Bosses should be understanding at this time, especially for those at home with their kids. But if you’re in a situation where your boss is not being understanding, here are some tips that will hopefully get them off your back.
I also wrote another blog post “How to manage your team now that they’re working from home” that you might want to send to your boss Hopefully tip #4 (Don’t monitor your employees) also helps to get them off your back.
1) Document your progress online
Your boss is likely stressing out because they don’t know how to tell whether their team is being productive. They may be used to keeping an eye on butts in seats and peering over shoulders to see whether people look like they’re working. They can’t do that anymore though (how nice is that)! But instead they’re now probably constantly interrupting you trying to get updates on what’s going on. That’s not helping anyone.
Try to get ahead of that by being proactive with your communication. Perhaps you can change the way you work a little so that people can tell you are doing things without having to ask you. You want to create updates online that people can look at instead of coming to you to ask what’s going on all the time. For example:
If you are writing code, submit a pull request or merge request before it’s finished and keep pushing up lots of little commits. This way your boss can easily see the activity on the pull request and so can the rest of your team mates.
If you are working with an issue management system (Jira, Trello, Asana, Github Issues etc) then write lots of comments in your tickets/issues as you discover new things. This can be helpful for everyone, not just your boss.
If you are designing, have a place where you are sharing notes or ideas online instead of just a notebook on your desk.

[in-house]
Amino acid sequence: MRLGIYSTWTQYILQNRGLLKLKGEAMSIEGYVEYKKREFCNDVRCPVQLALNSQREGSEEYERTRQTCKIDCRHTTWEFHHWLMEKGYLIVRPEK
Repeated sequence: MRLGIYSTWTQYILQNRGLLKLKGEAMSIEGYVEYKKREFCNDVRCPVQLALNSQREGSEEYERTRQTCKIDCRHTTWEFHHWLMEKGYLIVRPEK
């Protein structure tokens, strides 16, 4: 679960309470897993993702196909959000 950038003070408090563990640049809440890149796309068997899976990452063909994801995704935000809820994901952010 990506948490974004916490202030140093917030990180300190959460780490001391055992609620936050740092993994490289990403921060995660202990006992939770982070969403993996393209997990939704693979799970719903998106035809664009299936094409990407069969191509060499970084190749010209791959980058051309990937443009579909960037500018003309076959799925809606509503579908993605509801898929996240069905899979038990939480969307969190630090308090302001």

2) Record and share videos
Your boss can’t come over to your desk anymore and check in on what you have been working on. Instead of having them interrupt you to check in you can record regular video updates when it makes sense for you. For example:
If you are writing code, share a video demo of the latest feature you implemented.
If you are in QA, share a video of bug repro steps.
If you are a designer, share a video if you talking through your designs.
If you are in product, share a video of you providing feedback on a feature or a design.
If your kids or pets are interrupting you, record a video and share that with the team.
Jamm makes it really easy to record your face and your screen and share what you are doing but any screen recording software will do really.
3) Have daily stand-up meetings
You were probably doing this already when you were in person. Even if you weren’t it can be even more important with everyone remote to have that time to be able to synchronise on what you’re wanting to do in the day.
This is not the time though to be going into details about everything you did the day before. That can be done separately in recorded video updates. Use this precious time when you are all together for “bonding, blockers and the future”. Bond over the current state of affairs, share stories and vent together. Then move onto sharing anything that you’re blocked on and helping others to get unblocked. Finally talk about what you want to achieve for the rest of the day.
We would love it if you used Jamm for this of course but any other video conferencing software will do.
4) Hangout with the co-workers you like
Jump on a video chat with the co-workers you enjoy hanging out with. This can feel like you’re back in the same room. Mute yourself when you’re not talking to one another so you’re not hearing unnecessary background noise and then you can easily talk to one another with the click of a button (or keyboard shortcut ⌘⇧M).
If you’re using Jamm your boss will see you’re in a conversation and hopefully assume you’re being productive and leave you alone.